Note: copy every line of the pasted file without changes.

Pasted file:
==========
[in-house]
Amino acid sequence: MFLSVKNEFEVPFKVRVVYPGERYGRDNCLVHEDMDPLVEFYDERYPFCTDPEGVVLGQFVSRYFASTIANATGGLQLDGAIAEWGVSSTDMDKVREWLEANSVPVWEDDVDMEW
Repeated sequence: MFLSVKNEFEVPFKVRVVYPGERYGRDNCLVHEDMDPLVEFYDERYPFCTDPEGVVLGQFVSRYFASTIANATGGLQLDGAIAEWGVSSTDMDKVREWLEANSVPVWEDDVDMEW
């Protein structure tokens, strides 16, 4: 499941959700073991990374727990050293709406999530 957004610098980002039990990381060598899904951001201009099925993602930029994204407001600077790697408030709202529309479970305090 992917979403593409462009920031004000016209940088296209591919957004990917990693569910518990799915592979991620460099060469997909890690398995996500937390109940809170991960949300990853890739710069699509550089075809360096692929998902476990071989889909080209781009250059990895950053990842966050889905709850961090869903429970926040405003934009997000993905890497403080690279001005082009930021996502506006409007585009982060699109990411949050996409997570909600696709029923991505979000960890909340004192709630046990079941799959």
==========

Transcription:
[in-house]
Amino acid sequence: MFLSVKNEFEVPFKVRVVYPGERYGRDNCLVHEDMDPLVEFYDERYPFCTDPEGVVLGQFVSRYFASTIANATGGLQLDGAIAEWGVSSTDMDKVREWLEANSVPVWEDDVDMEW
Repeated sequence: MFLSVKNEFEVPFKVRVVYPGERYGRDNCLVHEDMDPLVEFYDERYPFCTDPEGVVLGQFVSRYFASTIANATGGLQLDGAIAEWGVSSTDMDKVREWLEANSVPVWEDDVDMEW
């Protein structure tokens, strides 16, 4: 499941959700073991990374727990050293709406999530 957004610098980002039990990381060598899904951001201009099925993602930029994204407001600077790697408030709202529309479970305090 992917979403593409462009920031004000016209940088296209591919957004990917990693569910518990799915592979991620460099060469997909890690398995996500937390109940809170991960949300990853890739710069699509550089075809360096692929998902476990071989889909080209781009250059990895950053990842966050889905709850961090869903429970926040405003934009997000993905890497403080690279001005082009930021996502506006409007585009982060699109990411949050996409997570909600696709029923991505979000960890909340004192709630046990079941799959």